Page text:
Titanium

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Attribution: Alchemist-hp

Animated Titanium

History

From the Latin titans, the first sons of the Earth, Greek mythology.

Discovered by Gregor in 1791; named by Klaproth in 1795. Impure titanium was prepared by Nilson and Pettersson in 1887; however, the pure metal (99.9%) was not made until 1910 when Hunter heated TiCl4 with sodium in a steel bomb.

Sources

Titanium is present in meteorites and the sun. Rocks obtained during the Apollo 17 lunar mission showed presence of 12.1% TiO2; rocks obtained during earlier Apollo missions show lower percentages.

Titanium oxide bands are prominent in the spectra of M-type stars. The element is the ninth most abundant in the crust of the earth. Titanium is almost always present in igneous rocks and in the sediments derived from them.

It occurs in the minerals rutile, ilmenite, and sphene, and is present in titanates and in many iron ores. Titanium is present in ash of coal, in plants, and in human body.

The metal was a laboratory curiosity until Kroll, in 1946, showed that titanium could be produced commercially by reducing titanium tetrachloride with magnesium. This method is still largely used for producing the metal. The metal can be purified by decomposing the iodide.

Uses

Titanium is important as an alloying agent with aluminum, molybdenum, manganese, iron, and other metals. Alloys of titanium are principally used for aircraft and missiles where lightweight strength and ability to withstand extremes of temperature are important.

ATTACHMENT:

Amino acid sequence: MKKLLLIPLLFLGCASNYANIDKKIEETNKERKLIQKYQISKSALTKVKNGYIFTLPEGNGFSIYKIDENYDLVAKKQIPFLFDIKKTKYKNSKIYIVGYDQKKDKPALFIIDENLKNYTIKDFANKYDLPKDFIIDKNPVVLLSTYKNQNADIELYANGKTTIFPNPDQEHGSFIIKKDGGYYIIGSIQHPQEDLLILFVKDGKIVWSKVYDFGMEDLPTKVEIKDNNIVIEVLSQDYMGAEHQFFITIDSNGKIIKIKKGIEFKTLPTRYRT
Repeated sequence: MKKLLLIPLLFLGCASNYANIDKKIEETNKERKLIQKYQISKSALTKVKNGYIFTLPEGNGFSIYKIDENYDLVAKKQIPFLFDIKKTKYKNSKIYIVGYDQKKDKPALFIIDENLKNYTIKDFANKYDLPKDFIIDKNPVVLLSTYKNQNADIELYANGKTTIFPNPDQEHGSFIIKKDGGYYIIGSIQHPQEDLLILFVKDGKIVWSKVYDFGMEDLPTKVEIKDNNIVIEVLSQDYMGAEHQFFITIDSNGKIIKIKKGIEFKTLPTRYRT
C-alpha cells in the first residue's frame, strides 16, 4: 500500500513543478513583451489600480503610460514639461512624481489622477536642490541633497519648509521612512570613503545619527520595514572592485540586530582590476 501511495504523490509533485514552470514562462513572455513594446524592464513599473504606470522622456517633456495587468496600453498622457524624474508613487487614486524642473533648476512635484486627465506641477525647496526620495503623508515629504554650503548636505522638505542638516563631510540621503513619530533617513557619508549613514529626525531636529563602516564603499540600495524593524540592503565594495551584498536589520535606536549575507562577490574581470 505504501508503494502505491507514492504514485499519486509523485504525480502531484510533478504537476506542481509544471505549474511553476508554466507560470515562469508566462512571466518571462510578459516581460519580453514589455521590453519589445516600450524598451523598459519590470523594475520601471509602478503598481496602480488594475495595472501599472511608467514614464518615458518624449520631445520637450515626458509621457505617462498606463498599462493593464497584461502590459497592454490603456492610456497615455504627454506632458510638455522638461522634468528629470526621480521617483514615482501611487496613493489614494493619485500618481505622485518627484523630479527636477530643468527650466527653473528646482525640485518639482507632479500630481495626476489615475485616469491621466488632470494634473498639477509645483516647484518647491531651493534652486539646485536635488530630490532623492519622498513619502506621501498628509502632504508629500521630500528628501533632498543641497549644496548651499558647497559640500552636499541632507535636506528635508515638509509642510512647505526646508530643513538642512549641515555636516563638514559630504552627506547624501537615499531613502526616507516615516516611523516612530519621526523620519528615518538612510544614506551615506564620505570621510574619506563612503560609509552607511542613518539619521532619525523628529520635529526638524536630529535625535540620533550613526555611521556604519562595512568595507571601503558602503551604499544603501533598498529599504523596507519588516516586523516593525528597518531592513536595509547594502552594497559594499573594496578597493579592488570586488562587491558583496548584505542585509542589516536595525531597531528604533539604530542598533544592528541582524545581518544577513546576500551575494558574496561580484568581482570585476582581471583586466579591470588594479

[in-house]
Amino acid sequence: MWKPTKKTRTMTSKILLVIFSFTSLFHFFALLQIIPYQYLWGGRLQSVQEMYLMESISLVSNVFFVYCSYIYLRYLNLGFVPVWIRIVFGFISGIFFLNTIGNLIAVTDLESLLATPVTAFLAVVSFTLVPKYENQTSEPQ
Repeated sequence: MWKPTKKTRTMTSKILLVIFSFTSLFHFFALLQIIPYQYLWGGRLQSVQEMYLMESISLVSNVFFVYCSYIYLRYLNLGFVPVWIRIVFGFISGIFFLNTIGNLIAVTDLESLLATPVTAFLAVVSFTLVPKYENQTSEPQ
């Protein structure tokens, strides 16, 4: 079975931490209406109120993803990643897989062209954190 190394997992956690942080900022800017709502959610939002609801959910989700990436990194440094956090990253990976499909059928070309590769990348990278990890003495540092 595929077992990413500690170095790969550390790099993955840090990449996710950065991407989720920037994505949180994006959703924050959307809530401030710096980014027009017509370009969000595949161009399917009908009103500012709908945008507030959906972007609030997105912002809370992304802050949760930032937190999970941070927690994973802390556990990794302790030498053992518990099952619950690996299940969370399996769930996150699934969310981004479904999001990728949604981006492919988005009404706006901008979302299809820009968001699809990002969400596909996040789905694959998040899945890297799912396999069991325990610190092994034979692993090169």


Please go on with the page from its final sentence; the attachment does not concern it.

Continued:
Titanium is as strong as steel, but 45% lighter. It is 60% heavier than aluminum, but twice as strong.

Titanium has potential use in desalination plants for converting sea water into fresh water. The metal has excellent resistance to sea water and is used for propeller shafts, rigging, and other parts of ships exposed to salt water. A titanium anode coated with platinum has been used to provide cathodic protection from corrosion by salt water.

It is produced artificially for use as a gemstone, but it is relatively soft. Star sapphires and rubies exhibit their asterism as a result of the presence of TiO2.

Titanium dioxide is extensively used for both house paint and artist's paint, because it is permanent and has good covering power. Titanium oxide pigment accounts for the largest use of the element. Titanium paint is an excellent reflector of infrared, and is extensively used in solar observatories where heat causes poor viewing conditions.

Titanium tetrachloride is used to iridize glass. This compound fumes strongly in air and has been used to produce smoke screens.

Isotopes

Natural titanium consists of five isotopes with atomic masses from 46 to 50. All are stable. Eight other unstable isotopes are known.

General Info

AtomicNumber
22
Symbol
Ti
Name
Titanium

Atomic Info

Appearance
AtomicWeight
47.867(1)
Color
BFC2C7
ElectronicConfiguration
[Ar] 3d2 4s2
ElectronegativityInPauling
1.54
AtomicRadiusInPM
136
IonRadiusInPM
86 (+2)
VanDerWaalsRadiusInPM
IEinKJmol
659
EAinKJmol
-8
OxidationStates
-1, 2, 3, 4
StandardState
solid
BondingType
metallic
MeltingPoint
1941
BoilingPoint
3560
Density
4.51
State
Transition metal
DiscoveredYear
1791